WHAT IS THE POTENTIAL FOR THE FUTURE?
Many folks skip this part, but I find it most fruitful. There are two parts to this: (1) Is whatever you set out to do being used the way you expected and/or resulting in the correct action(s) and (2) how to do we best roll it out (or not?)
Take Personalized Product Recommendations, for example. Say I wanted to implement dynamic recommendations in my dropcart with a 10% click rate. (Conservative, I know.) After the project was over, I found that I got a 17% click rate. Did I set out to do what I wanted? Yes! Score 1 for me. Is the use of AI resulting in the right action? Yes, for increasing click rate! What would you say if I told you I got the 17% clickthrough but nary an order? What would you think then? Did the project work? Perhaps. If my goal is/was to increase page depth or AAUS (Active Average User Session), it worked. If my long-term goal is to increase revenues? Well, then, I still have more work to do.
You might say you’d never set short-term goals without looking at the long-term position. What happens if you get the 17% click rate and a 6% adoption to cart rate overall, but the products that work best in the dropcart all sell out? What happens if adding the additional item pushes a percentage of the users into the next shipping bracket, and you end up with lower overall conversion and, more importantly, less revenue than you did before? Still a win?
You can say that you’ll accommodate for every possible scenario, and I’m sure it’s possible but not all that probable, especially since the example I used is oversimplified. One of the most significant benefits of AI is that it can find things you don’t. Plus, those scenarios become more complex and often surprising as it gets more sophisticated. (Surprising in a good way, not a scary clown way.)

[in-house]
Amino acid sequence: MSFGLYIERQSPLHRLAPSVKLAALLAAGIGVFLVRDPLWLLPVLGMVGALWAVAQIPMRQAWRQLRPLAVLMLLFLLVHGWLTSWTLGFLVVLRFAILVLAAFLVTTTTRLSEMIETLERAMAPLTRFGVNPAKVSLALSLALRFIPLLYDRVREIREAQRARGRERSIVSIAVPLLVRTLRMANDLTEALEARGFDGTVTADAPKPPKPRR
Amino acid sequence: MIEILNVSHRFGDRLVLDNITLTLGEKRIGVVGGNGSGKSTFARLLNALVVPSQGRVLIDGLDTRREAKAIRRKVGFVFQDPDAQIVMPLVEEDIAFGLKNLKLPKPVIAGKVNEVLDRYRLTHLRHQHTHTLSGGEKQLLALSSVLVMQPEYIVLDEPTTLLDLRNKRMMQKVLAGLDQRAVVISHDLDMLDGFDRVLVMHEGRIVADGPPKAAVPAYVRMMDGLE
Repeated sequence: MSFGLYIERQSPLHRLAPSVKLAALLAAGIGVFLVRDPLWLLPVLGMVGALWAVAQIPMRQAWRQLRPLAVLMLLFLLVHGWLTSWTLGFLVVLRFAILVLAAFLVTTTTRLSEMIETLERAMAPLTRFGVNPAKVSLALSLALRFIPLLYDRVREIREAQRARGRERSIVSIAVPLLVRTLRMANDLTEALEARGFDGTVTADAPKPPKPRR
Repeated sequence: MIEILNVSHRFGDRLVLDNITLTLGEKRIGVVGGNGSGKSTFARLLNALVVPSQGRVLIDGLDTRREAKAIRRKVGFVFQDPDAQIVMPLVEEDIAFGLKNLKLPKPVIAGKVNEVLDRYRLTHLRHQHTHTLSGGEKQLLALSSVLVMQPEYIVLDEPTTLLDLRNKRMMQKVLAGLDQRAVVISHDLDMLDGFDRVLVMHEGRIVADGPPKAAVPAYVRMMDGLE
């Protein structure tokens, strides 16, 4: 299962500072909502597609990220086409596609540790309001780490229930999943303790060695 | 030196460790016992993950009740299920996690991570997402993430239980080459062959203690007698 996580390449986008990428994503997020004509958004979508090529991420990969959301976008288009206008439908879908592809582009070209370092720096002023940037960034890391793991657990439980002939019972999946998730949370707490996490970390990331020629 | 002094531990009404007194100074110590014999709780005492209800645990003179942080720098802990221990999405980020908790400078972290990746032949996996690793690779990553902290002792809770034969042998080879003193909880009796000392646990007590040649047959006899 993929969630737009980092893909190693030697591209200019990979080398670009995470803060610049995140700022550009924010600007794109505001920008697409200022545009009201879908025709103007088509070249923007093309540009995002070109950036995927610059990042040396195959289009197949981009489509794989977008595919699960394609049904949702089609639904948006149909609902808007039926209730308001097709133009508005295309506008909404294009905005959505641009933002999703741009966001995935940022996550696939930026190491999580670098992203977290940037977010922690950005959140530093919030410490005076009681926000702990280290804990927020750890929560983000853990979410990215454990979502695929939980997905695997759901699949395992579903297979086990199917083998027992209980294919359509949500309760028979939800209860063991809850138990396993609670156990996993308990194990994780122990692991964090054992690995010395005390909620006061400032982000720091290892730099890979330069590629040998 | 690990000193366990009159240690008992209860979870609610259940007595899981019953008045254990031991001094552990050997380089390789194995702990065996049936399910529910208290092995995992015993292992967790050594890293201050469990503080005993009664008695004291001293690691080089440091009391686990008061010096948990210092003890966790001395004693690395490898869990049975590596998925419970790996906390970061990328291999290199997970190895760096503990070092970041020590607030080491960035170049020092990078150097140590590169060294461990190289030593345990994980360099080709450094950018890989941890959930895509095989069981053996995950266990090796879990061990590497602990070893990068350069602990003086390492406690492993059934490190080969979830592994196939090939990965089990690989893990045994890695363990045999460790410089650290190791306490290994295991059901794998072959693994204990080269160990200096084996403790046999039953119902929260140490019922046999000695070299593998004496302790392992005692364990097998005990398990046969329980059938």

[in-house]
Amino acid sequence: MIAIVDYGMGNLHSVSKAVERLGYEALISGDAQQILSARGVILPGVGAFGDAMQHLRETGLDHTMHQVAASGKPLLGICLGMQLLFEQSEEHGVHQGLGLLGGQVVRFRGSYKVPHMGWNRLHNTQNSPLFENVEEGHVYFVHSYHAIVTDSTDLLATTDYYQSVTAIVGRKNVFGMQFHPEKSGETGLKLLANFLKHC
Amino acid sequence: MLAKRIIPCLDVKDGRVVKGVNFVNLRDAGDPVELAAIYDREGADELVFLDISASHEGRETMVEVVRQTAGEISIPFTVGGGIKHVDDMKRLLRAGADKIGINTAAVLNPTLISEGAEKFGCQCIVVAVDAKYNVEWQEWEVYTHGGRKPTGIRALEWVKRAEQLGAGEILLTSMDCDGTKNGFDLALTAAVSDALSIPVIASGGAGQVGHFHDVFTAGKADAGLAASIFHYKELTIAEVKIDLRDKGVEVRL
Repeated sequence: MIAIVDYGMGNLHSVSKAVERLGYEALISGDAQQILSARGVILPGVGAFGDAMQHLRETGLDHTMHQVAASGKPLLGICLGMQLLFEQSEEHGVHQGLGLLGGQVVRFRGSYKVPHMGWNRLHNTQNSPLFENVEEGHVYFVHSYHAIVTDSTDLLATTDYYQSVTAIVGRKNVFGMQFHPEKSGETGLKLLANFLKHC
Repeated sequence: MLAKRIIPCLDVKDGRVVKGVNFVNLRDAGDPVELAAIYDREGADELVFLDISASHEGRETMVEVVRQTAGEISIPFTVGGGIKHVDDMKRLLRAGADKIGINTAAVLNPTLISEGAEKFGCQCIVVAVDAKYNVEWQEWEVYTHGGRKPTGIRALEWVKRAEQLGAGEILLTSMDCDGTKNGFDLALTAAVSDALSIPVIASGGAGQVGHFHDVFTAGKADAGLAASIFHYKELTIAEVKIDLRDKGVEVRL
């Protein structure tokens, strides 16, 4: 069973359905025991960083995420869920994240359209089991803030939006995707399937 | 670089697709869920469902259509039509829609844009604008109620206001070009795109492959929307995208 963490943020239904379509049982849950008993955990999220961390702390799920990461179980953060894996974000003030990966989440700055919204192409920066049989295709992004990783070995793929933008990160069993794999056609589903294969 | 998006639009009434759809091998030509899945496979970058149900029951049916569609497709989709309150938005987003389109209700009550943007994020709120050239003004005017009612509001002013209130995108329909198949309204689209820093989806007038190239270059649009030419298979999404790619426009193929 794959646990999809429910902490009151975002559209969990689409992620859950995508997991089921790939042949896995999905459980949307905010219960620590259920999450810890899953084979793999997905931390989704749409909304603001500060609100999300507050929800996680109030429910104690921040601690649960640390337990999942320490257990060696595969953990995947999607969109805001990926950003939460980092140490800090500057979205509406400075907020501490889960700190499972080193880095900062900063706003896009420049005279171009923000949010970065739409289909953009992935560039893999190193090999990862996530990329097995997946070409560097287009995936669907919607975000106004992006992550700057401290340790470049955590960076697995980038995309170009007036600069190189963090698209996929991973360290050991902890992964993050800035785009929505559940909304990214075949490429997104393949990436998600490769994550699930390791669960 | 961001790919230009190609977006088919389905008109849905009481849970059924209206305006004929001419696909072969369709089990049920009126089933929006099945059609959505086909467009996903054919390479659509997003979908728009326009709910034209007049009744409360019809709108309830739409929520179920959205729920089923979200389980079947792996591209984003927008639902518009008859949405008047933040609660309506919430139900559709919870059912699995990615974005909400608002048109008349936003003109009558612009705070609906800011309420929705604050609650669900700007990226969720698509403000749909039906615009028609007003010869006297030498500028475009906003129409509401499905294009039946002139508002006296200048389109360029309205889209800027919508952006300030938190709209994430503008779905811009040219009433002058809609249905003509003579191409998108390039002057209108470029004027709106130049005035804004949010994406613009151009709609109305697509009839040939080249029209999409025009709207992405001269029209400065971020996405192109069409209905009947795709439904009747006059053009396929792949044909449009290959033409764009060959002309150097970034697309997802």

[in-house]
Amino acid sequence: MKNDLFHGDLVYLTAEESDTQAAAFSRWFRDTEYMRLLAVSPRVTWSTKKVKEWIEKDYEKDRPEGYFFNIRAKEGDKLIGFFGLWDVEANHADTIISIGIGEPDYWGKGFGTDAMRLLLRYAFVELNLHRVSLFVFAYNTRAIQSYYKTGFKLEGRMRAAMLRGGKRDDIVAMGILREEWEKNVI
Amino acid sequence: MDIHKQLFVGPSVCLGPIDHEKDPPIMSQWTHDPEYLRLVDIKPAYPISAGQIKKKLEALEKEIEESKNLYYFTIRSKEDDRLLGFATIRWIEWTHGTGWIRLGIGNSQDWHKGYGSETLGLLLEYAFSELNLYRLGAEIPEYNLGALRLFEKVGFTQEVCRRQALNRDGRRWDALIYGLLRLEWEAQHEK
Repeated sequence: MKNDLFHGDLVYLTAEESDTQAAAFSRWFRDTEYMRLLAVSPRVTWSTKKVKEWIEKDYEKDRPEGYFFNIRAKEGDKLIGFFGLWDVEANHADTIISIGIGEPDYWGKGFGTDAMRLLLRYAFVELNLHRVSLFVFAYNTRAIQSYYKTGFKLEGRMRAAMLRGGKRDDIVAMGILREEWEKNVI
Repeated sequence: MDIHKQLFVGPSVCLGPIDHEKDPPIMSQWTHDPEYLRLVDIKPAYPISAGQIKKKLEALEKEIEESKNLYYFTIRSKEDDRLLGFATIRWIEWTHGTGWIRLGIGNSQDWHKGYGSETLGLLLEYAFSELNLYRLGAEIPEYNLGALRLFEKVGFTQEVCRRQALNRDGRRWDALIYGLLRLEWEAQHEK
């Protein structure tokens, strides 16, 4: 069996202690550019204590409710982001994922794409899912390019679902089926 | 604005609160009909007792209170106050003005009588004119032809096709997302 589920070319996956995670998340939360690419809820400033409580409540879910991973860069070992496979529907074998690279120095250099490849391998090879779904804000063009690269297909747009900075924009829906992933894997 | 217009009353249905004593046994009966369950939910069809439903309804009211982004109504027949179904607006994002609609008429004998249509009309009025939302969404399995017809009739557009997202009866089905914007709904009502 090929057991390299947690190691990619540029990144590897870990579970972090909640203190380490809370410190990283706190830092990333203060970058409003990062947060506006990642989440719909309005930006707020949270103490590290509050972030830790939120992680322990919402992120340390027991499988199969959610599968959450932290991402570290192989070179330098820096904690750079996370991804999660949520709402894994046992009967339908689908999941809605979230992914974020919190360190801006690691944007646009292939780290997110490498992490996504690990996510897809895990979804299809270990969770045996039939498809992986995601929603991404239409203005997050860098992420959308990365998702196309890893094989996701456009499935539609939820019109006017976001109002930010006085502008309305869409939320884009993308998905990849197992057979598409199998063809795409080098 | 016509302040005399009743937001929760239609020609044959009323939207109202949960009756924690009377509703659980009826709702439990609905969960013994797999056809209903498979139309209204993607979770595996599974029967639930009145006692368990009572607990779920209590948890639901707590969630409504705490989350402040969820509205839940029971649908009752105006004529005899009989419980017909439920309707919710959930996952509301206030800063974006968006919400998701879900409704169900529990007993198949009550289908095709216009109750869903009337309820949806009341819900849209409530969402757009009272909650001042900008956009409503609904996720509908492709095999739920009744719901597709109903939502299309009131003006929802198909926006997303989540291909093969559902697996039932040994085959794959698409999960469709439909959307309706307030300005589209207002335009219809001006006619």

After you figure out whether what you did worked (or not), you’ll want to develop a plan for future rollout (or not.) What’s the next step? Do you need to make any tweaks to the system? Are you uncovering any biases that need to be addressed? Is all your data still in good shape? In retrospect, did you train your model(s) correctly? Is there anything you need to disrupt? Do you need to loop in anyone else on the results you’re seeing — Operations, Purchasing, or Customer Service, perhaps? Any costs/expenses/funding/additional support you need to discuss? What can you do to increase your ROI? Any new measures you need to communicate? (This one is often overlooked, but it’s essential.) Implementing AI/ML gives us new things to look at – and new ways to look at them. If you’re finding those types of things, identify them and then measure, report, and communicate them properly.
Artificial Intelligence has been around since the 1950s, and its growth, especially in Marketing, has skyrocketed in the last decade. There’s no magic formula for having the perfect project. With that said, you can stack the deck for success by ensuring the project will benefit from AI; getting your data in tip-top shape; developing a solid team (including your outside vendors); setting clear expectations, and measuring and communicating your success to the organization.
What else? Anything you’d like to add? Have a tip you’d like to share? Tweet @amyafrica or email me at firstname.lastname@example.org